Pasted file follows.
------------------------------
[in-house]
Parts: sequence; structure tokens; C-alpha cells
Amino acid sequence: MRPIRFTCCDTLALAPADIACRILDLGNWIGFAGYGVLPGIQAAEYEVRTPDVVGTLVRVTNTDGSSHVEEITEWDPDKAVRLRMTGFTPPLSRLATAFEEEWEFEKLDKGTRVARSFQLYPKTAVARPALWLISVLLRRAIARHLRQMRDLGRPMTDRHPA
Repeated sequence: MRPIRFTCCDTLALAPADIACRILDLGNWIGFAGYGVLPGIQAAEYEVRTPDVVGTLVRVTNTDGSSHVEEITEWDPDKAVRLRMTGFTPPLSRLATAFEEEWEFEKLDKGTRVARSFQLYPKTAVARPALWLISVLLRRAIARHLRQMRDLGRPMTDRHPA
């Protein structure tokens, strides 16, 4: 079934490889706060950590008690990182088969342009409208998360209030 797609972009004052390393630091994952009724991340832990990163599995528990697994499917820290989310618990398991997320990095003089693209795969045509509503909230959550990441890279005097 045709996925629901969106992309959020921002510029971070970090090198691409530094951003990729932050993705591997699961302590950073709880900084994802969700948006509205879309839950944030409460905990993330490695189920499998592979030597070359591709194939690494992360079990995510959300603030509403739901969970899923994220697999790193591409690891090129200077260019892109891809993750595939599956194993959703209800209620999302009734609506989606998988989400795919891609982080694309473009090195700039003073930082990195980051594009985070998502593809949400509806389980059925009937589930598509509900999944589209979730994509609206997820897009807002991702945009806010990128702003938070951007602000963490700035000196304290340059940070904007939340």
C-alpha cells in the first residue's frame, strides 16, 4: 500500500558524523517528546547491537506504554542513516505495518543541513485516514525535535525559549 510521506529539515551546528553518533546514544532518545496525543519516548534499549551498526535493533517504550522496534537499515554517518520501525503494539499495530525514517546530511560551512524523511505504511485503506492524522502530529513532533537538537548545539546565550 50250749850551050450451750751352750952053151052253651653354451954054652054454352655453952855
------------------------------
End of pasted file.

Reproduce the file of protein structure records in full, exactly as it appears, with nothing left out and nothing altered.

[in-house]
Parts: sequence; structure tokens; C-alpha cells
Amino acid sequence: MRPIRFTCCDTLALAPADIACRILDLGNWIGFAGYGVLPGIQAAEYEVRTPDVVGTLVRVTNTDGSSHVEEITEWDPDKAVRLRMTGFTPPLSRLATAFEEEWEFEKLDKGTRVARSFQLYPKTAVARPALWLISVLLRRAIARHLRQMRDLGRPMTDRHPA
Repeated sequence: MRPIRFTCCDTLALAPADIACRILDLGNWIGFAGYGVLPGIQAAEYEVRTPDVVGTLVRVTNTDGSSHVEEITEWDPDKAVRLRMTGFTPPLSRLATAFEEEWEFEKLDKGTRVARSFQLYPKTAVARPALWLISVLLRRAIARHLRQMRDLGRPMTDRHPA
């Protein structure tokens, strides 16, 4: 079934490889706060950590008690990182088969342009409208998360209030 797609972009004052390393630091994952009724991340832990990163599995528990697994499917820290989310618990398991997320990095003089693209795969045509509503909230959550990441890279005097 045709996925629901969106992309959020921002510029971070970090090198691409530094951003990729932050993705591997699961302590950073709880900084994802969700948006509205879309839950944030409460905990993330490695189920499998592979030597070359591709194939690494992360079990995510959300603030509403739901969970899923994220697999790193591409690891090129200077260019892109891809993750595939599956194993959703209800209620999302009734609506989606998988989400795919891609982080694309473009090195700039003073930082990195980051594009985070998502593809949400509806389980059925009937589930598509509900999944589209979730994509609206997820897009807002991702945009806010990128702003938070951007602000963490700035000196304290340059940070904007939340």
C-alpha cells in the first residue's frame, strides 16, 4: 500500500558524523517528546547491537506504554542513516505495518543541513485516514525535535525559549 510521506529539515551546528553518533546514544532518545496525543519516548534499549551498526535493533517504550522496534537499515554517518520501525503494539499495530525514517546530511560551512524523511505504511485503506492524522502530529513532533537538537548545539546565550 50250749850551050450451750751352750952053151052253651653354451954054652054454352655453952855